Play Live Radio
Next Up:
Available On Air Stations
Watch Live

Arts & Culture


To cut them some slack, I can see how they might have been coaxed into this project. After all it comes from Doug Liman who made the indie hit Swingers and turned the Bourne novels into a highly successful franchise. And it did have an appealing sci-fi premise: what if some people were genetically endowed with the ability to teleport themselves anywhere in the world. I can even imagine the pitch meeting where someone explained with great enthusiasm how there could even be a teleporting fight around the globe. But just as the main character of David Rice (played by Hayden Christensen) fails to do anything clever with his gift, so too does Liman fail to do anything clever with his premise.

Here's the lowdown on the plot. Apparently people have been teleporting for centuries. These people are known as jumpers, and for centuries there have been other people --called Paladins -- hunting them down. You remember those Salem witch hunts? That was all about jumpers being persecuted by Paladins. Betcha didn't know that! Anyway, at the age of five this "gift" apparently kicks in. When Rice figures out what he can do, he quits school, leaves his dad and friends, robs banks (well he says he's just borrowing the money and he leaves I.O.U.'s to prove it), and engages in some extreme globetrotting. Eventually his activities attract the attention of badass Palidin Roland (Samuel L. Jackson) and bad boy jumper Griffin (Jamie Bell coming a long way from his charming debut in Billy Elliott ). There's also a cute girl (Rachel Bilson) thrown in to cause complications.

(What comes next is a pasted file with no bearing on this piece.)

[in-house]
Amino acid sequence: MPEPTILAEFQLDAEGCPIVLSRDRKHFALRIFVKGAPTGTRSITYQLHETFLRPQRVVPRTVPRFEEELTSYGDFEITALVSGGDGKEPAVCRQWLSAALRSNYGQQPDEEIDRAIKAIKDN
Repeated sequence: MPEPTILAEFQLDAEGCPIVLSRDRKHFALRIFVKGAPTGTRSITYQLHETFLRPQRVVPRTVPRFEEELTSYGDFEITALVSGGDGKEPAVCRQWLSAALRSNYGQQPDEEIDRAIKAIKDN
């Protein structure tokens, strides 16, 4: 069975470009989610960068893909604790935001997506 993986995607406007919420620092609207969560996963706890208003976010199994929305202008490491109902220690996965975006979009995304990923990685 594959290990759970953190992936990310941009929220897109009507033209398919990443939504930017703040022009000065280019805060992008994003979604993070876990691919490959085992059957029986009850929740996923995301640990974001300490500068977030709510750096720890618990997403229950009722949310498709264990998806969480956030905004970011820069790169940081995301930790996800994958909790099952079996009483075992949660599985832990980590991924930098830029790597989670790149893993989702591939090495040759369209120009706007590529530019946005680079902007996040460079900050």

Mace and Anakin... umm, I mean, Roland and Rice square off in Jumper (20th Century Fox)

This film's only saving grace is some attractive location shooting. That's it. I can't think of anything else nice to say about this movie. The characters are unappealing and unengaging, and the story is dumb and uncompelling. Rice uses his teleporting skills to just move around his apartment, or from one side of the couch to the other. And each time he teleports, no matter how far or near, there are big sound effects and wind. Using the teleportation so frequently makes it grow old fast and we really start to tire of the sound effects. Rice, especially as played with bland woodenness by Christensen, is a smug, self-centered character who never changes even though the film would like us to think that he does. The story could have been fun with a smug SOB of a character who has nothing but his own needs on his mind. The film seems to want him to change from a social outcast in high school to a brash, cocky young man who yearns for his teenage sweetheart but can't take a break from jumping to pay her a visit. I don't know if the part is written badly or if Christensen is just that horrendous of an actor, but wherever the fault lies, the character of Rice doesn't hold our interest.